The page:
From a biodiversity standpoint, India has some 2,356 known species of amphibians, birds, mammals, and reptiles, of which 18.4 percent are endemic. Of these, 10.8 percent are threatened. The country is home to at least 18,664 species of vascular plants, of which 26.8 percent are endemic.
Kala: the face of tigers in peril
(03/27/2014) In 1864, Walter Campbell was an officer in the British Army, stationed in India when he penned these words in his journal: "Never attack a tiger on foot—if you can help it. There are cases in which you must do so. Then face him like a Briton, and kill him if you can; for if you fail to kill him, he will certainly kill you." In a stroke of good fortune for the tiger, perceptions in India have changed drastically since Campbell's time. Tiger hunting is now banned and conservationists are usually able to rescue the big cats if they become stranded while navigating increasingly human-occupied areas. But is this enough to save the tiger?
Europe approves vet drug that killed off almost all of Asia's vultures
(03/25/2014) When Europeans first arrived in North America, they exterminated three to five billion passenger pigeons (Ectopistes migratorius) in the short span of a century through a combination of habitat destruction and hunting. In 1914, the last living passenger pigeon perished at the Cincinnati Zoo. Despite the staggering scale of this extinction event, three species of vulture from Southeastern Asia retain the dubious distinction of having had the most rapid population crash of any avian fauna. They might not have begun with numbers as large as the passenger pigeon, but within the space of a single decade, their populations were reduced by 96 to 99 percent.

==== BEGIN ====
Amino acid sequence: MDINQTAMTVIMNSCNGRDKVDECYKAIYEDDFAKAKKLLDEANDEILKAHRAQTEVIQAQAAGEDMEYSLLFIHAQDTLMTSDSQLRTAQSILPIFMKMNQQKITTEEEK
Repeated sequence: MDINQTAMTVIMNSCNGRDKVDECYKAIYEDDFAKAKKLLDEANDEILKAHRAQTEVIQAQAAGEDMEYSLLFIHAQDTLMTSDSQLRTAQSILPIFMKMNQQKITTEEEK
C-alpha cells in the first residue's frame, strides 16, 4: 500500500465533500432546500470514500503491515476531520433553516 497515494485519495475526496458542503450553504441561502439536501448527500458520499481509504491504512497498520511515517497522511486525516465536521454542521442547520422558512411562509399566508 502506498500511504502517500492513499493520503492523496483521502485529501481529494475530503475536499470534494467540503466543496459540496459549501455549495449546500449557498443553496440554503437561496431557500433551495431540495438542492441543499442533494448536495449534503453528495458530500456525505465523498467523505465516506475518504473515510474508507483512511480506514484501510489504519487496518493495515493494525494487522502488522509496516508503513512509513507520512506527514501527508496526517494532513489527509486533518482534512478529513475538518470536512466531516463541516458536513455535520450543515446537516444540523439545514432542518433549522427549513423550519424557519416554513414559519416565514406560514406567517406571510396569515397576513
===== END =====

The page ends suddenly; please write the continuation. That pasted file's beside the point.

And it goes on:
The power of connections: India to establish Asia's largest protected forest
(03/21/2014) India has stepped up forest conservation efforts in recent years, with a major project underway to establish a large swath of uninterrupted habitat through the designation of additional protected areas and expanding those already under protection. If realized, these areas would converge to become Asia’s largest unbroken forest, encompassing approximately 15,000 square kilometers (5,790 square miles) over three states.
Can the millions in urban India live among greenery?
(03/06/2014) Large swathes of wilderness alternating with pockets of urbanization may be a reality in some countries, but in India boundaries are soft. Where a city ends and where a village begins in its outskirts is somewhat fuzzy. Rapidly developing megacities like Bangalore and Pune, localities like Gurgaon outside New Delhi, have been subsuming surrounding villages into their ever-expanding boundaries for the last couple of decades.